Good Triathlon Swim Time

What is a Good Triathlon Swim Time?

Taking an Objective Look at the Standards of Age Group Triathlon Swimming

Hey Team, it’s Rory here. Age Group Triathlon swimming is completely different to any other type of swimming. It’s impossible to compare the swim times of Age Group Triathletes to pro triathletes or specialist swimmers. Even within the ranks of Age Group Triathlon swimming, comparisons are difficult.

The unique set up of Age Group Triathlon swimming makes your job of goal setting and benchmarking downright confusing. I mean, should a 50-55 year old man be setting the same goal times as 25-29  year old woman? Is 2.00/100 a good pace to hold for an Ironman? Will 1.20/100 get you to the front of the pack?  I’ve seen this uncertainty lead to endless frustration and a cycle of a love hate relationship with the water from many triathletes over the years. 

 So I set out to find what the standards of Age Group Triathlon Swimming actually look like.

In this guide I will show you what it takes to be better than average as an age group triathlon swimmer in every AG. We will also take a look at how fast you need to swim to be considered “good” for your age and gender, as well as what it takes to make it in Kona and as a specialist swimmer.

My hope is that what you read will help give you some context to the nuances and standards of age group triathlon swimming. It’s certainly been valuable to my athletes in helping them chase goals that are appropriate and realistic. I hope it will help you too.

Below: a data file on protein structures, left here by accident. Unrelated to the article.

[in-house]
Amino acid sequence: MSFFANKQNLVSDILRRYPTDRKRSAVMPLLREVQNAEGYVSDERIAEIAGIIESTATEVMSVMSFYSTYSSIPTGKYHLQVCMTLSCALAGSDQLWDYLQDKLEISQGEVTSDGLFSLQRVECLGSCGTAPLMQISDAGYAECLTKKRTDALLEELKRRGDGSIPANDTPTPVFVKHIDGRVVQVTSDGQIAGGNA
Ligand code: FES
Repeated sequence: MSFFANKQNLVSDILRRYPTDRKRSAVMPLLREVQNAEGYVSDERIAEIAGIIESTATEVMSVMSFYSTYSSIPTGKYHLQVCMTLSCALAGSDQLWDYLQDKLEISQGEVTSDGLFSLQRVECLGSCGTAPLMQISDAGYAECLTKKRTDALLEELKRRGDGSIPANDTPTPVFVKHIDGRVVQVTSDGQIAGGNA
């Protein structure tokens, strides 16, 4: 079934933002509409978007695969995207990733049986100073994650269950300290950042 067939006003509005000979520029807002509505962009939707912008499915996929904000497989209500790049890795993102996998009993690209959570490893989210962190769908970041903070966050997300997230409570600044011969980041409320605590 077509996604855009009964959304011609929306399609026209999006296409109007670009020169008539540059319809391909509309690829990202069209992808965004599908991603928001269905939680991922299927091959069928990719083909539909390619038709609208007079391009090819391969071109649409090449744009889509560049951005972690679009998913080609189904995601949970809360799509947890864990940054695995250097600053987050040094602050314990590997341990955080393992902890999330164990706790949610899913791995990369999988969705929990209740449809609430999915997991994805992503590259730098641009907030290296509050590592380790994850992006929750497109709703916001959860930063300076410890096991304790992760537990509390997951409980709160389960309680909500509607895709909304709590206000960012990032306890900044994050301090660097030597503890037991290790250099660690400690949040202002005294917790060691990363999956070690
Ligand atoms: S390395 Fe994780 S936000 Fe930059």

After hours of data mining and crunching numbers, I’m excited to share this with you.

~ Rory

Do You Know How You Really Stack Up?

I have always felt that Age Group Tri swimming is a completely different to any other type of swimming.

I often hear my Age Group athletes ask:

● “I am just curious what is considered a good pace for me to aim for this season?”

● “I know that is hugely subjective, but what is a good time for my first 70.3 swim?”

● “How long do you think it will take me to swim 1.20/100m? That will put at the front of the pack, won’t it? ”

These haven’t been easy questions to answer with objective, data backed numbers. Until now…

I started working with triathletes in 2009. I immediately recognized that Age Group Tri swimming was unique. As an Age Grouper you can’t compare your swim times a with specialist swimmers or elite triathletes. Setting goals off pro or specialist times is mission impossible.

Here’s why.

Time spent in the water correlates to improvements in swim speed. To get good at swimming you have to swim. This is what we call the “specificity” principle of training. Swimming training will improve your swimming better than running or riding will.

Swimming is a bit of a unique sport. It requires more specific training than most others. We sit, stand, walk and run every day and have done since we were children. As a result we have a foundation in movement that easily transfers into other land based sports. We know how to balance, how to move forward and how to breathe on land.

But moving through water is different. Balance is different. How you propel yourself forward is different. How you breathe is different.

To get really good at swimming you have to re-learn and then master each of these skills in the water. This requires a consistent time investment.

Pure swimmers and coaches know this. That’s why they start swimming at a young age. “Specialist” swimmers spend hours in the water to improve their balance, propulsion and breathing.

On the elite end, swimmers will spend upwards of 5 hours per day in the water! They dedicate hours and hours building their efficiency in the pool.